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COBRA: The 21 Most Frequently Asked Questions

Sklover Working Wisdom

ACTUAL CASE HISTORIES*: We are frequently asked questions about COBRA, the federal workplace law that is probably utilized by more employees than any other. To assist people in this regard, we’ve put together a list of the 21 Most Frequently Asked Questions about COBRA, along with their answers. Here’s a summary of the COBRA basics you ought to know. Some of your rights may surprise you: Question 1: What is COBRA continuation health coverage?

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6 Ways to Catapult Your Job Search After a Layoff

The Undercover Recruiter

If there’s one lesson the recession has made painfully clear, it’s that no one is immune from layoffs. Here are six tips to get over a layoff and back on the job: 1. It takes more than luck to overcome a recent layoff.

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Surviving and Thriving Through a Layoff

Executive Career Brand

Some of my clients who are layoff casualties (or about to be) saw the writing on the wall and began preparing in advance. A good starting point is my post over at Executive Resume Branding, 9 Ways To Move Forward After a Layoff.

Cancer and Layoffs

Evil HR Lady

I know you are not an employment law specialist, but what advice can you offer an HR Manager who wants to help this employee get safely through treatment without having the added stress of paying for COBRA and finding a new job, thereby keeping my firm's name from potentially ending up in the news with some very bad PR? Not that layoffs are ever pleasant, but this one is particularly rotten. As if layoffs don't cause their own morale problems.)

Cancer and Layoffs

Evil HR Lady

I know you are not an employment law specialist, but what advice can you offer an HR Manager who wants to help this employee get safely through treatment without having the added stress of paying for COBRA and finding a new job, thereby keeping my firm's name from potentially ending up in the news with some very bad PR? Not that layoffs are ever pleasant, but this one is particularly rotten. As if layoffs don't cause their own morale problems.)

HR Doesn’t Stand for Headcount Reduction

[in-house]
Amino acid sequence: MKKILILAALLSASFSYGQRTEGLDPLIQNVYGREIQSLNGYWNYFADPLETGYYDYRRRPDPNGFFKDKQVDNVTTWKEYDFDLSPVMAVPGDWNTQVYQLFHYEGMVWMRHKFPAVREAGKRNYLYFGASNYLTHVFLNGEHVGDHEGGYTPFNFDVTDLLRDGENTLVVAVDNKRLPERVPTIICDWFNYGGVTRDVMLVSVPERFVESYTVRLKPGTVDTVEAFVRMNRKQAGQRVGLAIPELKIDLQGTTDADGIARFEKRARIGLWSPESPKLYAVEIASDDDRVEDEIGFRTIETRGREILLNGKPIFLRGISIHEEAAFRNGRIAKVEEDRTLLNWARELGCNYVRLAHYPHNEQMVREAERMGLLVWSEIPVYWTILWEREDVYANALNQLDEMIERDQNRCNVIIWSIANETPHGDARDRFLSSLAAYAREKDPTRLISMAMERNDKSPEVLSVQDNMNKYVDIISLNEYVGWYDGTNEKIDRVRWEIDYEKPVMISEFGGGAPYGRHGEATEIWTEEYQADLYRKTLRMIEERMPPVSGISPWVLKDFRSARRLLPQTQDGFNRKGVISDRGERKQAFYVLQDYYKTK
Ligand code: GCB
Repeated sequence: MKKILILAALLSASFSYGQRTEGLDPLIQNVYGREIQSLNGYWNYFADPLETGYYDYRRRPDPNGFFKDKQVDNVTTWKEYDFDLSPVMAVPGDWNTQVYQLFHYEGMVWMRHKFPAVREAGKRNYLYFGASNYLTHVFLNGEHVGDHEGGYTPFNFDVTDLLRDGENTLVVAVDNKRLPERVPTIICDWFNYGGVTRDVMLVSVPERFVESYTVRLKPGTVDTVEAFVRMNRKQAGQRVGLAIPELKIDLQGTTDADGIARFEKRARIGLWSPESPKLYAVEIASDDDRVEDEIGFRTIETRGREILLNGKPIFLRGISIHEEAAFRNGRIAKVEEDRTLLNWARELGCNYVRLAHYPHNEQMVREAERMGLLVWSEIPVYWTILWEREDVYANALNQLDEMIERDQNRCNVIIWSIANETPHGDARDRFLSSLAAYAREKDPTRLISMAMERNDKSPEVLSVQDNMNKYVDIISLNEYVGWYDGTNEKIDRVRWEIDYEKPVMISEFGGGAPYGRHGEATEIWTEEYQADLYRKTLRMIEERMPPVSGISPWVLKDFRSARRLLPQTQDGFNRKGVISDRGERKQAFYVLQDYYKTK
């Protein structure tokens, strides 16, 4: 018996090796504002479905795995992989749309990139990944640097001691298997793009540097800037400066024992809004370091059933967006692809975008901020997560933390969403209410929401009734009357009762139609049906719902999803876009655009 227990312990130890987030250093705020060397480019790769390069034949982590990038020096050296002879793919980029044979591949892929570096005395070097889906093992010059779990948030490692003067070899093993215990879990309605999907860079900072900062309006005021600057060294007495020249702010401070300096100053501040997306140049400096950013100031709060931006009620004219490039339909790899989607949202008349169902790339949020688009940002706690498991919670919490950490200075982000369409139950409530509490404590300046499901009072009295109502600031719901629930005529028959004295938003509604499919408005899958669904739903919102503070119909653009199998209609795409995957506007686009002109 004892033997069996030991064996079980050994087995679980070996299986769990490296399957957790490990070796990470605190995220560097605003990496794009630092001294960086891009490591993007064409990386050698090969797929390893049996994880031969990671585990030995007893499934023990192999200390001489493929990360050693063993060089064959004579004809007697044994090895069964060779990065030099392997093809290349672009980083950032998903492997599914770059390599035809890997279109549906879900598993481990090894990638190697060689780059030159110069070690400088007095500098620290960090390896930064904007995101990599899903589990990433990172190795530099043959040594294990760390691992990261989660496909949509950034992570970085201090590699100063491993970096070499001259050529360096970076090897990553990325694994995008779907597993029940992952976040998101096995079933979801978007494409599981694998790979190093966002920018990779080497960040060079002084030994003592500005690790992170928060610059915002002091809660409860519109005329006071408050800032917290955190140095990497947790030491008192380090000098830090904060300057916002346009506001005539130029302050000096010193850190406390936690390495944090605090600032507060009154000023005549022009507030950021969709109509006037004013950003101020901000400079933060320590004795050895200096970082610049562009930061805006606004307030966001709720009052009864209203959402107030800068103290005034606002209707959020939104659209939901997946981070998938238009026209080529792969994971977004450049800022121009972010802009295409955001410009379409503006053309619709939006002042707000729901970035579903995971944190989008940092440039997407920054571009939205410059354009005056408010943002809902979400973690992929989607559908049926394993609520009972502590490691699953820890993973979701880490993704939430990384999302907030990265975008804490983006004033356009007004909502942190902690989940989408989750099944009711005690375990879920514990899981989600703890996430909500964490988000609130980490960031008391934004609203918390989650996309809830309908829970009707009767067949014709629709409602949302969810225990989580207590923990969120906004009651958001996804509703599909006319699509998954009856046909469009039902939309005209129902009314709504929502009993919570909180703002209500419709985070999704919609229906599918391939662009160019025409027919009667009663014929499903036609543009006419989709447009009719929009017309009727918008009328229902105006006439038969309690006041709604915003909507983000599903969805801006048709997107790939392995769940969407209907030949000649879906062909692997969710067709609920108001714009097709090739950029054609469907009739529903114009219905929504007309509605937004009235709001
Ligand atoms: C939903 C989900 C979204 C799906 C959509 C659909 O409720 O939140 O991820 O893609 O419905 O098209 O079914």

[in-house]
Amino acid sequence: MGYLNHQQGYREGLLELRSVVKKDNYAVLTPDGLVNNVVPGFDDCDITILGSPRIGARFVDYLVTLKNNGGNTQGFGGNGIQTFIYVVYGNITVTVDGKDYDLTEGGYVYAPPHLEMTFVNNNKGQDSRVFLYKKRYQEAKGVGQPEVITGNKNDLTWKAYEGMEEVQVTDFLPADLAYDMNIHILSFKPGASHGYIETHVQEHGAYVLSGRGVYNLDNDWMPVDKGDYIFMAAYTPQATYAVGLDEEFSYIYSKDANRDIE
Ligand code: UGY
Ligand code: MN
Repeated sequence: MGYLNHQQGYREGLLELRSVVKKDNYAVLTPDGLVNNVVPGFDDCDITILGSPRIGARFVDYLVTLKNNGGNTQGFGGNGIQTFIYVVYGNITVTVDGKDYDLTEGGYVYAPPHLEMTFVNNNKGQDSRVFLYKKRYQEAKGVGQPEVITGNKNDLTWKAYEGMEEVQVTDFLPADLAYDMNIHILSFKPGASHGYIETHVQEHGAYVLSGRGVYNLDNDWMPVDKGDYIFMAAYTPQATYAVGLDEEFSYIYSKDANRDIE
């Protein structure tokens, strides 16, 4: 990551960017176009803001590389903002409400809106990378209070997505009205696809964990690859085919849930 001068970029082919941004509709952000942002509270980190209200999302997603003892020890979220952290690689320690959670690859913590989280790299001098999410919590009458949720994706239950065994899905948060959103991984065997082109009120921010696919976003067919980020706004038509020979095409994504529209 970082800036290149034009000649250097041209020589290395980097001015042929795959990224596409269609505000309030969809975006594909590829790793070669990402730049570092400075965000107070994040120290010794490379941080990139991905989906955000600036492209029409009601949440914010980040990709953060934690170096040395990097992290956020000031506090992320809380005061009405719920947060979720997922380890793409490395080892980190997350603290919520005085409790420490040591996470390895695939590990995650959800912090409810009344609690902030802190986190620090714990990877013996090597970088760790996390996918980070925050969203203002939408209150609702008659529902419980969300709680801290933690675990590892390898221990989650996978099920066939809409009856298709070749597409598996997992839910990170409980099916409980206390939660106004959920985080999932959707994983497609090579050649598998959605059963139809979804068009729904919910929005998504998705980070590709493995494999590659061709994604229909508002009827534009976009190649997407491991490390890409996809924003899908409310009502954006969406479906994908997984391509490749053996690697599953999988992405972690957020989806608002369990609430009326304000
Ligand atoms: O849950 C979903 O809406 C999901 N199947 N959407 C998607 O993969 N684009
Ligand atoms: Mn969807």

Blogging4jobs

Headcount decisions, layoffs, corporate resizing , and downsizing are things that in most cases middle management human resources really has no involvement in. Late last week I read an interesting comment on a fellow HR Blogger, Charlie Judy’s blog.

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update from the reader wondering how to avoid jobs that expect 70-hour work weeks

Ask A Manager

When layoffs were announced a week later, I was an obvious candidate. I have an emergency fund, reasonably-priced COBRA payments (from the previous job) and no debt so it didn’t phase me one bit. Back in February, a reader wrote in wondering how to avoid inadvertently accepting a job that would expect him to work ridiculously long hours. Here the update: The contract-to-hire job I was working at the time of my email ended abruptly when I turned down the offer to go full-time.

Your job skills and talent are not enough for employment security

Cube Rules

Think you have financial security for a layoff? Try practicing laid off in your household: figure your unemployment income, COBRA costs, your normal expenses and figure out how long you can live on that without touching your IRA.

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For job security, save one month’s salary

Cube Rules

You’ll never remove the risk of a layoff. Figure out your take home pay, add in a good chunk more for a COBRA payment to maintain health care and then figure out how much to save monthly between now and the end of the year to get one month’s take-home pay in the bank. You know what the best defense is for the risk of getting laid off? One year’s take home pay in the bank. Job security is a myth.

“What should I ask for regarding severance?”

Sklover Working Wisdom

v) Is there any chance you have been chosen for layoff because you objected to wrongdoing, dishonesty, impropriety or illegality, and then been retaliated against by your termination? Question: I am a Director of Clinical Research at a start-up medical device company making a very healthy salary. I have had excellent performance reviews and no problems.

“My husband was fired – falsely – for theft. Should he consult an attorney?”

Sklover Working Wisdom

In general, there are three main ways to lose a job: (i) bad performance, (ii) layoff or position elimination, or (iii) misconduct. Of the three, misconduct is the most damaging, because it ends up denying the employee (a) unemployment insurance benefits, (b) severance, (c) rights under the federal COBRA law, and (d) an explanation for job loss that permits a reasonable hope and expectation of rehire. .

what should a resignation letter say? — Ask a Manager

Ask A Manager

And being unemployed for months with no decent prospects, a growing gap in my resume, dwindling savings and $600 COBRA payments? About Me Contact Books Reviews Ask a Manager what should a resignation letter say?